Among those at the finish line of the Boston Marathon Monday when the bombs exploded was Pittsburgher John Adamczak. Adamczak has volunteered at the finish line for 20 years and leads a team of other Pittsburghers to the event each year.
“Me and several members of my team were running towards the blast because we knew they needed help,” said Adamczak, whose team is responsible for supporting the runners and those attending to them at the end of the race. “We got there and started pulling scaffolding and other things off the injured parties that were laying on the ground and assisting the police with clearing the area of all nonessential personnel.”
Three people were killed in the blasts, including an 8-year-old boy, by two explosions just seconds apart near the finish line. Police said Tuesday morning that 176 victims came to hospitals around Boston, and 17 of those are in critical condition.
Marathon runners are allowed to place items in a bag at the start of the race and those bags are trucked to the finish line where the runners retrieve them. Adamczak and his crew knew there were runners who were cold and needed those bags.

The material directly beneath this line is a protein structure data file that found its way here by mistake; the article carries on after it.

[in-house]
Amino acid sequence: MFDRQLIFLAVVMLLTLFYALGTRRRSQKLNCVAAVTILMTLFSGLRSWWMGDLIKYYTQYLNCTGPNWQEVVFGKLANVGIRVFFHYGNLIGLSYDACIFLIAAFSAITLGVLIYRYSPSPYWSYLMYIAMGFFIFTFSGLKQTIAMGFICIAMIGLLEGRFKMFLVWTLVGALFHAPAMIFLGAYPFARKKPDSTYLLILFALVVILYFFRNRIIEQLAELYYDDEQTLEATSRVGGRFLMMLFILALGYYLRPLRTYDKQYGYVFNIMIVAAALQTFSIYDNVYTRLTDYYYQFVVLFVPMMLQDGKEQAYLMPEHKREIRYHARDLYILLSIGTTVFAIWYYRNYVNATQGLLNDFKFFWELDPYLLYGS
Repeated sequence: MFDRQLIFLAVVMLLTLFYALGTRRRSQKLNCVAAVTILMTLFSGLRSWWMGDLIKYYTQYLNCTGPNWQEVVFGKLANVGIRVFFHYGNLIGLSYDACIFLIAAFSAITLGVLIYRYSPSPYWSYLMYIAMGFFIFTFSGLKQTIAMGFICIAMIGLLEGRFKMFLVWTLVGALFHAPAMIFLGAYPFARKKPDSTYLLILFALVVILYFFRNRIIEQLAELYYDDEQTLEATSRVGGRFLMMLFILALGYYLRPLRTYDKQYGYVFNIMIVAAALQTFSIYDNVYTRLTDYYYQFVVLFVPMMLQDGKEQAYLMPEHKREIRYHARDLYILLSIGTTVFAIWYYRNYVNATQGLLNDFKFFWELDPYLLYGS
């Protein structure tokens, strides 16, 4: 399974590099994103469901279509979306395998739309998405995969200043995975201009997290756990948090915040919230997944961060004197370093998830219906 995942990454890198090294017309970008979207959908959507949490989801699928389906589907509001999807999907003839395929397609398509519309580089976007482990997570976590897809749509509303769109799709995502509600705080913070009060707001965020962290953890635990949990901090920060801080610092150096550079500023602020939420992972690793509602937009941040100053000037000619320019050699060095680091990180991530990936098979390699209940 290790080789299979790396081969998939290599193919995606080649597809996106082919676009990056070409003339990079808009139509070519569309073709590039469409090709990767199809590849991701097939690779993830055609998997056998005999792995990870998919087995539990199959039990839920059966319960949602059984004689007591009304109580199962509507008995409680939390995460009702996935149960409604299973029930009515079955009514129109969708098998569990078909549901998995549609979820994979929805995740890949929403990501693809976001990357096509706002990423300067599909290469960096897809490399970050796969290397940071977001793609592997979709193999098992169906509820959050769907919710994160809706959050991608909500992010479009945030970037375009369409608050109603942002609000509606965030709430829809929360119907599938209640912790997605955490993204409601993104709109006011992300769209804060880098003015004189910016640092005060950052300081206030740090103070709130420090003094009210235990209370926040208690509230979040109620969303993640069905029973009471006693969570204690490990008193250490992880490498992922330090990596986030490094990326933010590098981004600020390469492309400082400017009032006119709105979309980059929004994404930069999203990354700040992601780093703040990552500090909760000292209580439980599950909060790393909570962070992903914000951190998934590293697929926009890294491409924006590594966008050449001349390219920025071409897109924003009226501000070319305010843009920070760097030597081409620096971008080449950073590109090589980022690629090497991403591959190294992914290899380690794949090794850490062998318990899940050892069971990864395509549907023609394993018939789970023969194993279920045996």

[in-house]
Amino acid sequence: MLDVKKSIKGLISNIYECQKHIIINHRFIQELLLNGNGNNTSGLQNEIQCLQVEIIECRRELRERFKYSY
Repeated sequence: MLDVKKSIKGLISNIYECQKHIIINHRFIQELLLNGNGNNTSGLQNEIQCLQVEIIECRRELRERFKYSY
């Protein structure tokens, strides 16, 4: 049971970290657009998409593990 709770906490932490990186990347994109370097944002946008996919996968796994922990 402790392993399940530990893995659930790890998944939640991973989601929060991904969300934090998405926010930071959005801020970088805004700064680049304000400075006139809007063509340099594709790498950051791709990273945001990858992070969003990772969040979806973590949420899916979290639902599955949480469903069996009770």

“As soon as they let a few of us in (to the area the bags were held), we went in and got all of the bags out not knowing what was in each bag, and there were questions on a lot of those bags," he said. "There were a lot of people who went above and beyond.”
Police initially were concerned that there were additional bombs in those bags.
Adamczak was trying to negotiate a busy Boston airport Tuesday to get back to Pittsburgh where he works as a computer information security specialist. He said he is not sure if he will return to the marathon next year.
“The chances are we will be,” he said.